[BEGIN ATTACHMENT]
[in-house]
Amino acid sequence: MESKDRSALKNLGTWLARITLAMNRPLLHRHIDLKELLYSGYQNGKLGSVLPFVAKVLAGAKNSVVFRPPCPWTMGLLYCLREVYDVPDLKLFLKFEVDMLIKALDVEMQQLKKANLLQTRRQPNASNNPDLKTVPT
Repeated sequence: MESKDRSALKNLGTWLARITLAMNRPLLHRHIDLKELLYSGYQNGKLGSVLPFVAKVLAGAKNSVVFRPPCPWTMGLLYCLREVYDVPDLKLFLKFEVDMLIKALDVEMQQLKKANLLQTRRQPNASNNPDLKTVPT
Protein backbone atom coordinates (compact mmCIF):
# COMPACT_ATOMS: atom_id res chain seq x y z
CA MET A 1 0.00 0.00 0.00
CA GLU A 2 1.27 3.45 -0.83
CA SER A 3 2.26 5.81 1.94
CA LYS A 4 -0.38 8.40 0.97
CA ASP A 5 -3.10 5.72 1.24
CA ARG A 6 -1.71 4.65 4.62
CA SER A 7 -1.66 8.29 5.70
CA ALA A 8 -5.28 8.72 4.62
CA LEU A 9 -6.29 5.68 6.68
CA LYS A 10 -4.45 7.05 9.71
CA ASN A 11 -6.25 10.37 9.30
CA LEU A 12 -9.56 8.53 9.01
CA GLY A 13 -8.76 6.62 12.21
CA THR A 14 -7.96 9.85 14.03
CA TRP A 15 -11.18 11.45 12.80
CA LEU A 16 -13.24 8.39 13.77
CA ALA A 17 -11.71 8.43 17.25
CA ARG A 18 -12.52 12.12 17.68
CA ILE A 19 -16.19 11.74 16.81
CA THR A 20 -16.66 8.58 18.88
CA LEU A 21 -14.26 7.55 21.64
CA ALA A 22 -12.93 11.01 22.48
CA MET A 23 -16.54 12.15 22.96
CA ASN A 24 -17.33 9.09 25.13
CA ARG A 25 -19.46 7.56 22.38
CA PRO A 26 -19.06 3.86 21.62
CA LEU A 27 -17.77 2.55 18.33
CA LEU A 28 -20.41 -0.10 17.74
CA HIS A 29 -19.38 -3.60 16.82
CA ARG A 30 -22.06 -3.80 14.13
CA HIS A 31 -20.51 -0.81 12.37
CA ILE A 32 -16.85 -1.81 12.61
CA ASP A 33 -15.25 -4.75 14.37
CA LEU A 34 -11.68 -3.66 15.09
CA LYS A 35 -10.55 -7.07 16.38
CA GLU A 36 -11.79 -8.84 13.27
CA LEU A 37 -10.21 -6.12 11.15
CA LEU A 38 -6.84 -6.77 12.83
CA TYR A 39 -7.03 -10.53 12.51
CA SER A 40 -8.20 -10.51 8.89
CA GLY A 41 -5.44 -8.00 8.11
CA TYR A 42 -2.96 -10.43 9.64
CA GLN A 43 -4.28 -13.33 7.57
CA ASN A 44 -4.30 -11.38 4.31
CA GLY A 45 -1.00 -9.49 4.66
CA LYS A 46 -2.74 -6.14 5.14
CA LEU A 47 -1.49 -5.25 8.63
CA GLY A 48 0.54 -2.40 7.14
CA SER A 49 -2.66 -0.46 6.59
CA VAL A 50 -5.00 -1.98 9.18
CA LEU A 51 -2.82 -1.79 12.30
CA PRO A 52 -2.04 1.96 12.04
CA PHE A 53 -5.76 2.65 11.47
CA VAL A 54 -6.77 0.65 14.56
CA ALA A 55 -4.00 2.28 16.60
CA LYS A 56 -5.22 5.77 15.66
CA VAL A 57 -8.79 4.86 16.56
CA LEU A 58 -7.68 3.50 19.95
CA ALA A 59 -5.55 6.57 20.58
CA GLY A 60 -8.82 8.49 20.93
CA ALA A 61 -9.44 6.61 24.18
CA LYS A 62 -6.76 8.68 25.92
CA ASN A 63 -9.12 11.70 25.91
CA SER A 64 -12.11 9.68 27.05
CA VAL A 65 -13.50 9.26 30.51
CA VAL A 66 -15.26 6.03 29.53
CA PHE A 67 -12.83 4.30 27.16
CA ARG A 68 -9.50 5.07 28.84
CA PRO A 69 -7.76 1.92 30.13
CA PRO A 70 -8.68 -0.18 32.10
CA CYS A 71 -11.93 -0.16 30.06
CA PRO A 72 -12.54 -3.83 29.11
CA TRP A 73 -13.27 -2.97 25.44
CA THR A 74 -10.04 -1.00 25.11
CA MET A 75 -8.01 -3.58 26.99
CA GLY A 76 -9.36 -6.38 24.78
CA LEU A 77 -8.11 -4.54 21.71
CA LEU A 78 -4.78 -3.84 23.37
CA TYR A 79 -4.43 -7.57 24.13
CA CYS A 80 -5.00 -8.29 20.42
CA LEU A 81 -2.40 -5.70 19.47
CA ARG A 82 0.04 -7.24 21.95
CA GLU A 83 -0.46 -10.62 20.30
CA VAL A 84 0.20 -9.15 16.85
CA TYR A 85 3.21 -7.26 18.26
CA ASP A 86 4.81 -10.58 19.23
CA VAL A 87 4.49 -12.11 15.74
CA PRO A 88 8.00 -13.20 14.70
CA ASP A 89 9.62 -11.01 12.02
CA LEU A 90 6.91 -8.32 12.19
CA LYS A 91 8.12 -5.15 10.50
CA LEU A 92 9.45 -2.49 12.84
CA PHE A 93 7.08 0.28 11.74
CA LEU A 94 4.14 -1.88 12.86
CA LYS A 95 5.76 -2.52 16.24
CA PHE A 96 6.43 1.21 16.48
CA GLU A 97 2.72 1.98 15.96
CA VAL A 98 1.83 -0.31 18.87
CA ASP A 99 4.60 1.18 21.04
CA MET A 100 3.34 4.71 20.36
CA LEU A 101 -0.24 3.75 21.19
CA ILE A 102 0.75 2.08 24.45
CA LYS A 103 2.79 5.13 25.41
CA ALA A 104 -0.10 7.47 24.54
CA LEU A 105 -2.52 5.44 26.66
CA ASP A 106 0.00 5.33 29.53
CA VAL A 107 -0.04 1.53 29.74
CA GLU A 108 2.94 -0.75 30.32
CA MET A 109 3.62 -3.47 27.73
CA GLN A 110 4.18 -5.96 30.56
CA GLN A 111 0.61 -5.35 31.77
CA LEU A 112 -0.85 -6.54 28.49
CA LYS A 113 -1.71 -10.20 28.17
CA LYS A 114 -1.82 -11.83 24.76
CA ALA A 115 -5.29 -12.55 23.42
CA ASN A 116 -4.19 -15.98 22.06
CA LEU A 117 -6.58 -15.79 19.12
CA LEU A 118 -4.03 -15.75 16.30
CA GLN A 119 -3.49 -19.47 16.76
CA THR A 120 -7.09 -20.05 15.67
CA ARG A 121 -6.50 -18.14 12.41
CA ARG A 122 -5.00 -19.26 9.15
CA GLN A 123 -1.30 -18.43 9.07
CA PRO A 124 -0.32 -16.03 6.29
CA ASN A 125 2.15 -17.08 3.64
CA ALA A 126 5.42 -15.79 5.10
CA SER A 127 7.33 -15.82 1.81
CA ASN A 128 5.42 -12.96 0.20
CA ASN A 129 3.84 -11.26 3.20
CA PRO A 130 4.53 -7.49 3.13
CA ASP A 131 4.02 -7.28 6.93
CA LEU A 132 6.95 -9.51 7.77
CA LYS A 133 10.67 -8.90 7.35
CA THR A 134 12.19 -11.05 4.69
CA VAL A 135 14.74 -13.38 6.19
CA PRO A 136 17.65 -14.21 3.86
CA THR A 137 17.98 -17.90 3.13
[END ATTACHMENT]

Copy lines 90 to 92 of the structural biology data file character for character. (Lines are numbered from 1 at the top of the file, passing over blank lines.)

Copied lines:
CA TYR A 85 3.21 -7.26 18.26
CA ASP A 86 4.81 -10.58 19.23
CA VAL A 87 4.49 -12.11 15.74